A recent paper released by the National Bureau of Economic Research in the U.S. declares that Americans are horrible with money.
Really? I’m so surprised. It says things like:
• The majority of Americans do not plan for predictable events such as retirement or children’s college education.
• People do not make provisions for unexpected events and emergencies.
• More than one in five Americans has used alternative (and often costly) borrowing methods (payday loans, advances on tax refunds, pawn shops, etc.)
We might like to think that this is an American problem but we Canadians are just as bad — as witnessed by the growth in our pay advance loan industry and our pathetically low savings rates. We even had our own financial literacy task force that reported we needed “urgent action on a national strategy.” (yawn) Anyone seen any urgent action?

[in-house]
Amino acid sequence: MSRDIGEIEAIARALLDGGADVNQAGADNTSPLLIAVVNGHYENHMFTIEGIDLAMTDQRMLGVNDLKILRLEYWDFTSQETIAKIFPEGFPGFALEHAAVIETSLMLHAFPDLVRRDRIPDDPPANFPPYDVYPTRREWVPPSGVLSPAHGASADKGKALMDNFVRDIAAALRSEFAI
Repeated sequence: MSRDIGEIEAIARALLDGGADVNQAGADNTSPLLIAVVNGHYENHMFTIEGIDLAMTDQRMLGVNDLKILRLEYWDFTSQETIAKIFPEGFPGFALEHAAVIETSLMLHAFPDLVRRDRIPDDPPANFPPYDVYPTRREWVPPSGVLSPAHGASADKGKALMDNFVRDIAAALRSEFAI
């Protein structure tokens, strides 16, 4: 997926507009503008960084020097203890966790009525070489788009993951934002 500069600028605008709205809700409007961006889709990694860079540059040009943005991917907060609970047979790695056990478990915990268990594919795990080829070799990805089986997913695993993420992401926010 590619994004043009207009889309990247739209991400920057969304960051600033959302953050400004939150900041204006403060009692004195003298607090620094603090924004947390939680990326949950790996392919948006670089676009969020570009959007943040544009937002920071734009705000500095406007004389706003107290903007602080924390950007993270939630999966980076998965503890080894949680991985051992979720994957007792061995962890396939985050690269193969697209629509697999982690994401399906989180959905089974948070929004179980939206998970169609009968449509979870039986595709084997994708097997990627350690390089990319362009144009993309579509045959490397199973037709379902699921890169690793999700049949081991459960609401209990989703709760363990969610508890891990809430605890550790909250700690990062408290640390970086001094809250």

If you’re waiting for the government, the school system, or any external force to act upon you or the people you love to make you Money Smart, I’ve got some lovely — if a little water-logged — land in Florida I can sell you, cheap cheap.
Being Money Smart means accepting personal responsibility for what you’re doing with your money. If you’re carrying a balance on your credit card that means you’re spending more money than you make. Stop. If you don’t have two red cents to knock together that means you’re not saving any money. Start.
Money isn’t rocket science. And most of what I tell people to do with their money falls into the category of good ol’ common sense. It doesn’t take a financial degree to know that if you’re skating through every month on the edge — or worse, living in overdraft — you’re not managing your money properly.
Resources abound. Ignorance is no excuse. And it usually isn’t the real problem. Denial is. If you’re horrible with money it’s because you choose to be horrible with money. Change your priorities and you’ll be amazed at how much you can accomplish.